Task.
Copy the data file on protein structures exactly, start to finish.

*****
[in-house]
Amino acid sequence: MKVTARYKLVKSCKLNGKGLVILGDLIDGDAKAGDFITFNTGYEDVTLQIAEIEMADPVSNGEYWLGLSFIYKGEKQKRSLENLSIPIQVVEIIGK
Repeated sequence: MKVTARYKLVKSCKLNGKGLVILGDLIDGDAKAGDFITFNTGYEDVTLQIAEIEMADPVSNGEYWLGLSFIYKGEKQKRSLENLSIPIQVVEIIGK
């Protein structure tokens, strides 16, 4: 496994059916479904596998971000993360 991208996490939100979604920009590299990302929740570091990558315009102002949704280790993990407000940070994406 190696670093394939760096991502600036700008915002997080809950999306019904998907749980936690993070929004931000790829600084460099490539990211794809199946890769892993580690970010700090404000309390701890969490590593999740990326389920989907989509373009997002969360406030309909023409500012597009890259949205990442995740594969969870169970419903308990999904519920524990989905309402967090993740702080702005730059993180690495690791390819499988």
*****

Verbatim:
[in-house]
Amino acid sequence: MKVTARYKLVKSCKLNGKGLVILGDLIDGDAKAGDFITFNTGYEDVTLQIAEIEMADPVSNGEYWLGLSFIYKGEKQKRSLENLSIPIQVVEIIGK
Repeated sequence: MKVTARYKLVKSCKLNGKGLVILGDLIDGDAKAGDFITFNTGYEDVTLQIAEIEMADPVSNGEYWLGLSFIYKGEKQKRSLENLSIPIQVVEIIGK
């Protein structure tokens, strides 16, 4: 496994059916479904596998971000993360 991208996490939100979604920009590299990302929740570091990558315009102002949704280790993990407000940070994406 190696670093394939760096991502600036700008915002997080809950999306019904998907749980936690993070929004931000790829600084460099490539990211794809199946890769892993580690970010700090404000309390701890969490590593999740990326389920989907989509373009997002969360406030309909023409500012597009890259949205990442995740594969969870169970419903308990999904519920524990989905309402967090993740702080702005730059993180690495690791390819499988």